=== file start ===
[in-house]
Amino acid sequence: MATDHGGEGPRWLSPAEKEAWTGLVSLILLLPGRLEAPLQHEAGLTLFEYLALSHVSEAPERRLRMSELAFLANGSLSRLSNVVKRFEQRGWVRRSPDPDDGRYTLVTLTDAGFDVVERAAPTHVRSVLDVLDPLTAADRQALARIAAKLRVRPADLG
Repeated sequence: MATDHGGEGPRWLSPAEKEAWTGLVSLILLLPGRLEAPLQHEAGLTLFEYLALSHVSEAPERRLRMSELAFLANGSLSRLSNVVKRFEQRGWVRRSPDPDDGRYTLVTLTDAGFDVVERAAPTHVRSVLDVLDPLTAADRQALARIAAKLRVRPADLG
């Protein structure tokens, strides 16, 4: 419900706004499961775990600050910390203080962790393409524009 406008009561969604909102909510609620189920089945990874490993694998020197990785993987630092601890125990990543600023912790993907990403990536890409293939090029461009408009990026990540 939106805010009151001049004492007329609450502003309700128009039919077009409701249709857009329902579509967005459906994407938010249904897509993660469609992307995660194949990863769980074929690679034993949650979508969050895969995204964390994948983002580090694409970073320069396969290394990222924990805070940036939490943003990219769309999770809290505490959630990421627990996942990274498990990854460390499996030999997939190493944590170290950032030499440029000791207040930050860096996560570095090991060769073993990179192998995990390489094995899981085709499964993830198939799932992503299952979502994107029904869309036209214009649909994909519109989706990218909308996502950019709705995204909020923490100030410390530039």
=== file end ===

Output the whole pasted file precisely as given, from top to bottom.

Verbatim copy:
[in-house]
Amino acid sequence: MATDHGGEGPRWLSPAEKEAWTGLVSLILLLPGRLEAPLQHEAGLTLFEYLALSHVSEAPERRLRMSELAFLANGSLSRLSNVVKRFEQRGWVRRSPDPDDGRYTLVTLTDAGFDVVERAAPTHVRSVLDVLDPLTAADRQALARIAAKLRVRPADLG
Repeated sequence: MATDHGGEGPRWLSPAEKEAWTGLVSLILLLPGRLEAPLQHEAGLTLFEYLALSHVSEAPERRLRMSELAFLANGSLSRLSNVVKRFEQRGWVRRSPDPDDGRYTLVTLTDAGFDVVERAAPTHVRSVLDVLDPLTAADRQALARIAAKLRVRPADLG
């Protein structure tokens, strides 16, 4: 419900706004499961775990600050910390203080962790393409524009 406008009561969604909102909510609620189920089945990874490993694998020197990785993987630092601890125990990543600023912790993907990403990536890409293939090029461009408009990026990540 939106805010009151001049004492007329609450502003309700128009039919077009409701249709857009329902579509967005459906994407938010249904897509993660469609992307995660194949990863769980074929690679034993949650979508969050895969995204964390994948983002580090694409970073320069396969290394990222924990805070940036939490943003990219769309999770809290505490959630990421627990996942990274498990990854460390499996030999997939190493944590170290950032030499440029000791207040930050860096996560570095090991060769073993990179192998995990390489094995899981085709499964993830198939799932992503299952979502994107029904869309036209214009649909994909519109989706990218909308996502950019709705995204909020923490100030410390530039």